All directors unsuccessfully argued that they should be exonerated from liability under a rarely invoked provision of the Corporations Act on the basis that there was no finding of dishonesty. Justice Gzell refused this relief noting that a “finding of acting honestly does not follow automatically from the absence of an allegation of dishonesty”.
The decision indicates the courts’ willingness to apply tough civil penalties for corporate breaches, and a reticence to exonerate directors and officers from liability.
The court also refused to treat differently one of the directors who had only attended three board meetings before the meeting in which the press release was approved. In this regard the court noted that approval of the draft release didn’t require the benefit of background material made available to other directors.
An appeal had been lodged.
A new inquiry into the level and type of guidance provided to directors regarding their roles and responsibilities
The Commonwealth Government has asked the Corporations and Markets Advisory Committee (CAMAC) to examine what guidance is currently available for both executive and non-executive directors to fully understand their role and responsibilities.
The ministerial request of CAMAC notes the increasing expectations placed on non-executive directors as a result of decisions such as James Hardie, and observes that the ASX Principles of Good Corporate Governance Practice and Recommendations do not provide any guidance to non-executive directors about what is expected of them.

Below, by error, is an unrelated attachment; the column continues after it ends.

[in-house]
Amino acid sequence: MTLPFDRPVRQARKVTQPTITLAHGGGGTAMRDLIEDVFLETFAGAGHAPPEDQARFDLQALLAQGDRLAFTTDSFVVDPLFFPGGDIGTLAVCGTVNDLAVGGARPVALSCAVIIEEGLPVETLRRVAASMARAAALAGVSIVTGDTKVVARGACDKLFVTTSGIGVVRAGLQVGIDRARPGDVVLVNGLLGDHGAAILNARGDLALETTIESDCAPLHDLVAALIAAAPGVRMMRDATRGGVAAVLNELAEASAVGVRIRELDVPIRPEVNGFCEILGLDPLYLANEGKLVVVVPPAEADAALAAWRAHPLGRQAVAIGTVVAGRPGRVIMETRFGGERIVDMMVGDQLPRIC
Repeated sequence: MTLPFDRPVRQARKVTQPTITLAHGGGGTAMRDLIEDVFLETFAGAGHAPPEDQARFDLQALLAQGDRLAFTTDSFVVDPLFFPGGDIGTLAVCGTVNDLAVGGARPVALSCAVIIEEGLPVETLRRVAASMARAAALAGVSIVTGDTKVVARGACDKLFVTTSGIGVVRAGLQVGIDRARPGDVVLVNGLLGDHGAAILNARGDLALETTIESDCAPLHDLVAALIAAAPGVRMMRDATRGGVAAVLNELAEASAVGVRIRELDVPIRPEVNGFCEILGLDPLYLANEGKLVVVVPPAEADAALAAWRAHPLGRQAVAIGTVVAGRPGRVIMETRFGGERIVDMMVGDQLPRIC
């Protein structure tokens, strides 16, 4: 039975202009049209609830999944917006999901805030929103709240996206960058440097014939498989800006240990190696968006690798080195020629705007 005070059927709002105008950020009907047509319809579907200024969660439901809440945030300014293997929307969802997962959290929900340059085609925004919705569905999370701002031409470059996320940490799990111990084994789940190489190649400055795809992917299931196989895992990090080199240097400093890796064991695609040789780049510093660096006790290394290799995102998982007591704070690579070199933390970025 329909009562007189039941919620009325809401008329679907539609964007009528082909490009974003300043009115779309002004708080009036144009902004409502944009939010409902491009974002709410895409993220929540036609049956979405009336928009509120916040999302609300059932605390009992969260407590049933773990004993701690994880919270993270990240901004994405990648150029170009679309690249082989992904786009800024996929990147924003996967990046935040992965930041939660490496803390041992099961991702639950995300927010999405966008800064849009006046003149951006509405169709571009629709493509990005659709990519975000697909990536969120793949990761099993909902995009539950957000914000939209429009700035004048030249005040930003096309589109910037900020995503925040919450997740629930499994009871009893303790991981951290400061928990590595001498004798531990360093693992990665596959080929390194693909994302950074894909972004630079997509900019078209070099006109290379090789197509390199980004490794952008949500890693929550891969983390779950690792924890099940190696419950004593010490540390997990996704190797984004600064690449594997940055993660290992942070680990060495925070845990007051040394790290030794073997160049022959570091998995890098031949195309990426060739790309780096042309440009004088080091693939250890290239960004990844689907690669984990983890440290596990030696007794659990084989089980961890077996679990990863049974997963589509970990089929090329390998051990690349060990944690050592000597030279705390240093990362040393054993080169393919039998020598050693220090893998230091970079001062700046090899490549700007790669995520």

In particular, the Minister has requested that CAMAC examine the guidance and codes of conduct available overseas for corporate directors, especially in the United Kingdom.
CAMAC is required to report to the Minister by 31 April 2010.
A bill is currently before the Commonwealth Parliament to amend the termination payment provisions of the Corporations Act 2001. The effect of the bill is to lower the threshold requiring shareholder approval for termination payments. Currently, shareholder approval is only required if the payment is greater than seven times a director’s ‘annual remuneration package’.
The bill reduces the threshold to benefits of more than one times the narrower base of an ‘annual base salary’. In addition, the approval requirement will be extended beyond directors to include certain executives.
The definition of benefit has also been expanded, and the new provisions will apply to new or varied contracts.
Commentators are suggesting that the intent of the bill will be frustrated by mechanisms such as ‘golden handshakes’ being replaced with ‘golden hellos’, and base salaries being substantially increased. There is also a concern as to increased costs of compliance and debate as to whether boards will seek to gain upfront shareholder approval for termination payments.